Working with Collections

A set of similar objects is known as a collection. In Microsoft Excel, for example, all open workbooks belong to the Workbooks collection, and all the sheets in a particular workbook are members of the Worksheets collection. In Microsoft Word, all open documents belong to the Documents collection, and each paragraph in a document is a member of the Paragraphs collection. Collections are objects that contain other objects.

No matter what collection you want to work with, you can do the following:

■ Refer to a specific object in a collection by using an index value. For example, to refer to the second object in the Worksheets collection, use either one of the following statements:

Worksheets(2).Select or

Worksheets("Sheet2").Select

■ Determine the number of items in the collection by using the Count property. For example, when you enter in the Immediate window the statement:

?Worksheets.Count

VBA will return the total number of worksheets in the current workbook.

■ Insert new items into the collection by using the Add method. For example, when you enter in the Immediate window the statement:

Worksheets.Add

VBA will insert in the current workbook a new worksheet. The Worksheets collection now contains one more item.

■ Cycle through every object in the collection by using the For Each... Next loop.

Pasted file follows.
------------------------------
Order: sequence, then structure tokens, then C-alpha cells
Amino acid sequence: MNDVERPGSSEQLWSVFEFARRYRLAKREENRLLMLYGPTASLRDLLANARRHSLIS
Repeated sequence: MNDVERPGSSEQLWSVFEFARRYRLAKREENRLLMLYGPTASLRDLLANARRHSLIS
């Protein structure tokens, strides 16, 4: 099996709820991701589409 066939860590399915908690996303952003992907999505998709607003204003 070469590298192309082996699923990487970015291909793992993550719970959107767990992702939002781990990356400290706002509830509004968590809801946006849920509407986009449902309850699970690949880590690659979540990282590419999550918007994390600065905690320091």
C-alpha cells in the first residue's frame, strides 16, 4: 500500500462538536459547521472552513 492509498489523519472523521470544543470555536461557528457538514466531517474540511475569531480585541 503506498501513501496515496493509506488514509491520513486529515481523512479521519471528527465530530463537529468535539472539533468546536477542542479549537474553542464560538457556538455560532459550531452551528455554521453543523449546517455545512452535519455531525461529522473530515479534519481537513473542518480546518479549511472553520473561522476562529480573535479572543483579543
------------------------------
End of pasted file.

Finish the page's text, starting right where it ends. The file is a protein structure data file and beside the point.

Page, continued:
Suppose that you opened a workbook containing five worksheets with the following names: "Daily wages," "Weekly wages," "Bonuses," "Yearly salary," and "Monthly wages." Use this procedure to delete the worksheets that contain the word "wages" in the name:

Sub DeleteSheets() Dim ws As Worksheet Application.DisplayAlerts = False For Each ws In Worksheets

If InStr(ws.Name, "wages") Then ws.Delete End If

Next End Sub

While writing your own VBA procedures, you may come across a situation where there's no built-in collection to handle the task at hand. The solution is to create a custom collection. From Chapter 7, you already know how to work with multiple items of data by using dynamic or static arrays. Because collections have built-in properties and methods that allow you to add, remove, and count their elements, it's much easier to work with collections than arrays.

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